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Discussion Starter · #1 ·
Good afternoon all
I’ve been having my aquarium for roughly about 3 years now. It was full of live plants and was beautiful but I moved about 1.5 years ago. They unfortunately didn’t survive the move and I took all the precautions. I’ve recently added some new live plants and they’re doing great. So with all that said I’ve been wanting to add moss to cover my substrate. I really like the look of a moss bottom. I was wondering around the yard today walking the dog and I noticed that there’s tons of that beautiful green tree moss and the little tiny ferns all over some of the trees. So my question is can land/tree moss be cleaned,soaked and transplanted in a aquarium?
 

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Good afternoon all
I’ve been having my aquarium for roughly about 3 years now. It was full of live plants and was beautiful but I moved about 1.5 years ago. They unfortunately didn’t survive the move and I took all the precautions. I’ve recently added some new live plants and they’re doing great. So with all that said I’ve been wanting to add moss to cover my substrate. I really like the look of a moss bottom. I was wondering around the yard today walking the dog and I noticed that there’s tons of that beautiful green tree moss and the little tiny ferns all over some of the trees. So my question is can land/tree moss be cleaned,soaked and transplanted in a aquarium?
Short answer is no.

Longer answer is that some moss can grow in an aquatic state for at least a short period of time, but it pretty much looks horrible. If you think java moss is stringy then you haven't seen anything on terrestrial moss grown submersed. Most of it just dies of course.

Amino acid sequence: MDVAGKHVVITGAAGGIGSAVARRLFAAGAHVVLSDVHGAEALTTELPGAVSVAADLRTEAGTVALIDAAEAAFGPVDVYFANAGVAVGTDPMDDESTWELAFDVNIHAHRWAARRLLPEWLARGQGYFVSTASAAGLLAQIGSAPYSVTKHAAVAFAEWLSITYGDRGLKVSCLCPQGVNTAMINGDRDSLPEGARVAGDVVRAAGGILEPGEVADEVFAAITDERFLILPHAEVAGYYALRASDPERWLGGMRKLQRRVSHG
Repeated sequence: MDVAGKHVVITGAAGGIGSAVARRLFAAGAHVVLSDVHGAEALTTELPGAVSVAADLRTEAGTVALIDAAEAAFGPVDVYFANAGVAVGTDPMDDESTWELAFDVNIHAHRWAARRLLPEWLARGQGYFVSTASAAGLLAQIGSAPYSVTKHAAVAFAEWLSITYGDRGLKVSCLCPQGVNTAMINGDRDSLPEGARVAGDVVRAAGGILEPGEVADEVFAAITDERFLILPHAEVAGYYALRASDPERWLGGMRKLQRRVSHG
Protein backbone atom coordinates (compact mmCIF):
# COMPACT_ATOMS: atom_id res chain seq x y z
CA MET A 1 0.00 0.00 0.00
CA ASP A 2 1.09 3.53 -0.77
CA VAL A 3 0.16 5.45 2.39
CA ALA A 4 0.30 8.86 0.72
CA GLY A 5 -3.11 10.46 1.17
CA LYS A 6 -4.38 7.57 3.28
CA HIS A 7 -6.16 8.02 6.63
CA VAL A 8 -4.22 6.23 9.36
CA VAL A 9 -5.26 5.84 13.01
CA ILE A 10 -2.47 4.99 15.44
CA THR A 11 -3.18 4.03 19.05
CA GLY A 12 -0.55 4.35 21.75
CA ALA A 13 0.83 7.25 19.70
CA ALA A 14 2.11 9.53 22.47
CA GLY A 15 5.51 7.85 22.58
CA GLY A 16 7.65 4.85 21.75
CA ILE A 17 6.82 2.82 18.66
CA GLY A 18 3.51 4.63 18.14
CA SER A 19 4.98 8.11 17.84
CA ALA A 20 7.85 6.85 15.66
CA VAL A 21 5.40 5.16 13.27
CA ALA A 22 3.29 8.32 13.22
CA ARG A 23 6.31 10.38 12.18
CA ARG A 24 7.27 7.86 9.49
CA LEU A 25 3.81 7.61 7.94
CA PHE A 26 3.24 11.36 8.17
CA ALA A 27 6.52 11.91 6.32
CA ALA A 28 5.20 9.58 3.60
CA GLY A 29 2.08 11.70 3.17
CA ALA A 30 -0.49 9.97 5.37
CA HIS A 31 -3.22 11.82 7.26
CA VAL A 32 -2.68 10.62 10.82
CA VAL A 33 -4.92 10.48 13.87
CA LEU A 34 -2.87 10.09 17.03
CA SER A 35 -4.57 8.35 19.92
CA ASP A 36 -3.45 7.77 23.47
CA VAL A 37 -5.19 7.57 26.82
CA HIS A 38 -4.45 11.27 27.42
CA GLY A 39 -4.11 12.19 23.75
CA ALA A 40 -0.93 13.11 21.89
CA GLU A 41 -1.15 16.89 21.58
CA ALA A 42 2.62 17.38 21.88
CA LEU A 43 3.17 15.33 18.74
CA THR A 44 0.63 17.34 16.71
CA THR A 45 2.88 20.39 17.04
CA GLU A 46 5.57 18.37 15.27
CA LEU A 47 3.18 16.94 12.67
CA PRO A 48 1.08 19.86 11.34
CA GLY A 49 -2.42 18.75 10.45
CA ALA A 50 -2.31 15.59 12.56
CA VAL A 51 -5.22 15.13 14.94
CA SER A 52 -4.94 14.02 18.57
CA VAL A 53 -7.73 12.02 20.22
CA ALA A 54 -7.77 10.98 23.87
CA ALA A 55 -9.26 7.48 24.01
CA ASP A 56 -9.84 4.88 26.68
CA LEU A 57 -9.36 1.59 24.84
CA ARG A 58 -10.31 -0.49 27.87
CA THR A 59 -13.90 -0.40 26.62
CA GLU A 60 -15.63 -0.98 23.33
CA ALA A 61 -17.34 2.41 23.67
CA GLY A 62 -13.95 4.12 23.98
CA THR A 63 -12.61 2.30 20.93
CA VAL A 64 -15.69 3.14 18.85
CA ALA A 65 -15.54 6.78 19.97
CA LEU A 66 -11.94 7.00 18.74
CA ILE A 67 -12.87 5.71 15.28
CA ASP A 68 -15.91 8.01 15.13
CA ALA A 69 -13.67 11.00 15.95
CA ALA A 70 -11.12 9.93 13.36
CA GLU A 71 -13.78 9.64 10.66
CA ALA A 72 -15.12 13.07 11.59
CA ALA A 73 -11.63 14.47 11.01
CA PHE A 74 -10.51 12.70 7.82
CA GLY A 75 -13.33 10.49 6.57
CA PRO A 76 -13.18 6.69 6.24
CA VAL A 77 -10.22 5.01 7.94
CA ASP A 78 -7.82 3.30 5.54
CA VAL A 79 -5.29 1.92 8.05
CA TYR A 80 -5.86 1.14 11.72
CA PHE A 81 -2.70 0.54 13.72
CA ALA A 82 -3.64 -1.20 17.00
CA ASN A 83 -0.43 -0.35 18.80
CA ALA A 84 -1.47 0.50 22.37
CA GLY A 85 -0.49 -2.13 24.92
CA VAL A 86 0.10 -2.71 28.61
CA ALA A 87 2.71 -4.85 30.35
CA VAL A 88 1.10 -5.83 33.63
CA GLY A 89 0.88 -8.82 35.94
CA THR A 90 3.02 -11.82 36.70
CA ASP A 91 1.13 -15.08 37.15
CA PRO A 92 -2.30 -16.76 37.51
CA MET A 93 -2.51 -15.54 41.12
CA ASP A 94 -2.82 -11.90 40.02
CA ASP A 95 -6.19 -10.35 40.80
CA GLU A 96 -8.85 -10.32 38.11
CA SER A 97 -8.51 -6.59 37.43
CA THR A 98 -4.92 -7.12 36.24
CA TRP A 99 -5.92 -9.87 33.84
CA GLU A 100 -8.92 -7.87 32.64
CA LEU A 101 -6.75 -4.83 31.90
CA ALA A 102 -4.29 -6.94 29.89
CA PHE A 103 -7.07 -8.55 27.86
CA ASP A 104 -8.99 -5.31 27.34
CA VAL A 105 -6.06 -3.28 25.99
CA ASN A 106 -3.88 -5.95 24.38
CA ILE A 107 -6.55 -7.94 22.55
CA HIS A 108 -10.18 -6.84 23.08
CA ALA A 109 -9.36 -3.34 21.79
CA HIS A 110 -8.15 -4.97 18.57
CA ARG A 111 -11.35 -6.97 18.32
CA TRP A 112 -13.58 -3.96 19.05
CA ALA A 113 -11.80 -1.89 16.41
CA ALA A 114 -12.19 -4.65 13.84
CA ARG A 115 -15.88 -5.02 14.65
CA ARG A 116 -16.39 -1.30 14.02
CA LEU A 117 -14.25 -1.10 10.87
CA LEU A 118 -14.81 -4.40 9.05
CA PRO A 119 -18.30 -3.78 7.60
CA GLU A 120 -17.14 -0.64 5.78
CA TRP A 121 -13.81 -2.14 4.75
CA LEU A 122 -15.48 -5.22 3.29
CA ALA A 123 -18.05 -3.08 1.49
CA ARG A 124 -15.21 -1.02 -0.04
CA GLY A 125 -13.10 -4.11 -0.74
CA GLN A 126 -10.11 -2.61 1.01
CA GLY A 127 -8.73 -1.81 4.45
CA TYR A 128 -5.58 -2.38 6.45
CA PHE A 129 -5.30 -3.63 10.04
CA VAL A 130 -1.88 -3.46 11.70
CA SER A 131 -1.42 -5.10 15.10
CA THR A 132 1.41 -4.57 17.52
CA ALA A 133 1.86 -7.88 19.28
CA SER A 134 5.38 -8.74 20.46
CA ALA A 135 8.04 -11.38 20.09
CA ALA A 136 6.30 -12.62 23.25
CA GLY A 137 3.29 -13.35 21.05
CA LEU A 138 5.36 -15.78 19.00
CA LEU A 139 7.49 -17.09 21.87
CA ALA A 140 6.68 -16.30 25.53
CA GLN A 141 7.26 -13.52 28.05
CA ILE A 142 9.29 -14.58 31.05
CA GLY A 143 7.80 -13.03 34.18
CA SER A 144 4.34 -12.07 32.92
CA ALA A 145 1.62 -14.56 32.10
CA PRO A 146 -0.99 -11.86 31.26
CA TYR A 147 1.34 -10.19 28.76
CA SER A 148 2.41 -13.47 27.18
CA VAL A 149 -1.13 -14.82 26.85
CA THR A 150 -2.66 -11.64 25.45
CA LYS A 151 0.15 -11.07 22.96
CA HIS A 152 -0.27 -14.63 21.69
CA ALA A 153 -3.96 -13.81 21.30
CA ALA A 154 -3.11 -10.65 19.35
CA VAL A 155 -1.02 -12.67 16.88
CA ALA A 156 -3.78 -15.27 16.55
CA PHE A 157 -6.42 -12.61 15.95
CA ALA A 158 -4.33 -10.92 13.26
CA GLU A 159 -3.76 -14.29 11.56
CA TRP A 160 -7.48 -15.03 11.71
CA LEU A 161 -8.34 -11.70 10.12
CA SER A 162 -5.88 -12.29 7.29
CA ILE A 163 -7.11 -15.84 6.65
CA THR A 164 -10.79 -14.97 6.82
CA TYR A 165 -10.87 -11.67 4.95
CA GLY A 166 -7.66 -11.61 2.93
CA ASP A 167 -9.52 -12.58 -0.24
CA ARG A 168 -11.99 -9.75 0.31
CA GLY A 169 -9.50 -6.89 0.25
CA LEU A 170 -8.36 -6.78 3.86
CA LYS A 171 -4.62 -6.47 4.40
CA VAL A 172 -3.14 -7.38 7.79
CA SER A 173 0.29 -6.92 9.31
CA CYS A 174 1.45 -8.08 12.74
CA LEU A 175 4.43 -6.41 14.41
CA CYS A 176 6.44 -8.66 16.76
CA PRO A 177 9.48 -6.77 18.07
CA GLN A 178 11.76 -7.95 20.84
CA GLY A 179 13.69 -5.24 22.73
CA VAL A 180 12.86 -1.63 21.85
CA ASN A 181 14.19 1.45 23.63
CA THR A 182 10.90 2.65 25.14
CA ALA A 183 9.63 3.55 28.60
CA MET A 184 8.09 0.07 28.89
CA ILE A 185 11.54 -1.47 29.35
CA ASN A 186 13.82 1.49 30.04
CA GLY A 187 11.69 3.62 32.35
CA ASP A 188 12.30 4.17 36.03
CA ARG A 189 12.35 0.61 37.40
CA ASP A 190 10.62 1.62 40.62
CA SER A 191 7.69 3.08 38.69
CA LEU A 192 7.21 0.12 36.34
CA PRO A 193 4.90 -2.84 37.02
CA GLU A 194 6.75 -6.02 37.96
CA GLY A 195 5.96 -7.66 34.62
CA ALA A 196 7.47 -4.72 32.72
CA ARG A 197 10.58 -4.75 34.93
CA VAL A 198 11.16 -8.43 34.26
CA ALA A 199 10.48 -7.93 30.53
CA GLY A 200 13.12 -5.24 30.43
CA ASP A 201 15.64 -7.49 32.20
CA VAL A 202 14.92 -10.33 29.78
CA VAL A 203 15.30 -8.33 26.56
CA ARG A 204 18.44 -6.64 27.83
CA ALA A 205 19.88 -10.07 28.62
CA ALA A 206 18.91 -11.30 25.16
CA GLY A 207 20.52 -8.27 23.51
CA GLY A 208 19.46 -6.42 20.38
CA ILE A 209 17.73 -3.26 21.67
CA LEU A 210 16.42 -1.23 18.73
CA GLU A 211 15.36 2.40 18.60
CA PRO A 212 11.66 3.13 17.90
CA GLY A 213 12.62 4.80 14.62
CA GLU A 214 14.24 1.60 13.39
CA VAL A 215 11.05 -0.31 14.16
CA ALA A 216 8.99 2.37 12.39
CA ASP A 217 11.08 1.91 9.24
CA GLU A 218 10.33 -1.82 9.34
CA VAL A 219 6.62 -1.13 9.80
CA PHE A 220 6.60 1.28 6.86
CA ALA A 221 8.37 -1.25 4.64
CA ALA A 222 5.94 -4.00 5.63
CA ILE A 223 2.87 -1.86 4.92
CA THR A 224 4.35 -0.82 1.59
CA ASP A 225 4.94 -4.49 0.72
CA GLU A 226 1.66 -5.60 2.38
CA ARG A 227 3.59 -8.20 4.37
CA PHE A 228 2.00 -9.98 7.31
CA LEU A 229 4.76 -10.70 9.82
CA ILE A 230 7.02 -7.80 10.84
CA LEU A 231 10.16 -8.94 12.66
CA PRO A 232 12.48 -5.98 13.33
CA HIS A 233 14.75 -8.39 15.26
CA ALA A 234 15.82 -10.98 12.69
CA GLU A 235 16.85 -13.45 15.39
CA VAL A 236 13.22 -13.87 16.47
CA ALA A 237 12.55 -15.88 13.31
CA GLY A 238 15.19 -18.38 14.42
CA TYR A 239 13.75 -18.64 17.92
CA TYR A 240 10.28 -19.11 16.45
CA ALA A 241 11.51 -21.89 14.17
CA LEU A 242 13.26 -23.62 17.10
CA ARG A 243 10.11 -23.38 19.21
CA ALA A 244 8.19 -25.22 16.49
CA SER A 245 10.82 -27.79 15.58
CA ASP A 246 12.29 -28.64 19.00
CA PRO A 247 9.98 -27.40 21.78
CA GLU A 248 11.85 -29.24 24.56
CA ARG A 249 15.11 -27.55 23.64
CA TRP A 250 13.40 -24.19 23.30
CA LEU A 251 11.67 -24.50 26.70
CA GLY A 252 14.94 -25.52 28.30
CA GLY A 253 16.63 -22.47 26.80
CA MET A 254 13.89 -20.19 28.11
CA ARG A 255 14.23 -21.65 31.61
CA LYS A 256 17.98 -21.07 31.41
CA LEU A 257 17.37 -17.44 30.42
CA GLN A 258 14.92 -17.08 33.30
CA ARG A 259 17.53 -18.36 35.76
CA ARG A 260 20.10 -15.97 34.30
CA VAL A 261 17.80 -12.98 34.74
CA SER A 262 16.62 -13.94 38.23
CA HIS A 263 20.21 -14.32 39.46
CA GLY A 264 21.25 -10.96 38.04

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Discussion Starter · #3 ·
Short answer is no.

Longer answer is that some moss can grow in an aquatic state for at least a short period of time, but it pretty much looks horrible. If you think java moss is stringy then you haven't seen anything on terrestrial moss grown submersed. Most of it just dies of course.
Thank you for your input I very much appreciate it. I very much like the look of flame moss and Christmas moss. Can either of these be used as a mat to cover the bottom?
 

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Thank you for your input I very much appreciate it. I very much like the look of flame moss and Christmas moss. Can either of these be used as a mat to cover the bottom?
Technically yes, but you either need to wait a very long time or buy a lot of it. Moss generally doesn't want to grab onto substrate and stay put very well. It does much better if you put it on something like stainless steel mesh or fiberglass knitting mesh. Either attached to a single sheet or sandwiched between 2 sheets and then allowed to grow through. If you try to get it to just grow on the bottom by itself it tends to fold itself up into a big ol ball.

Easier to grow proper carpeting plants frankly but I get the appeal of the moss.
 

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Discussion Starter · #5 ·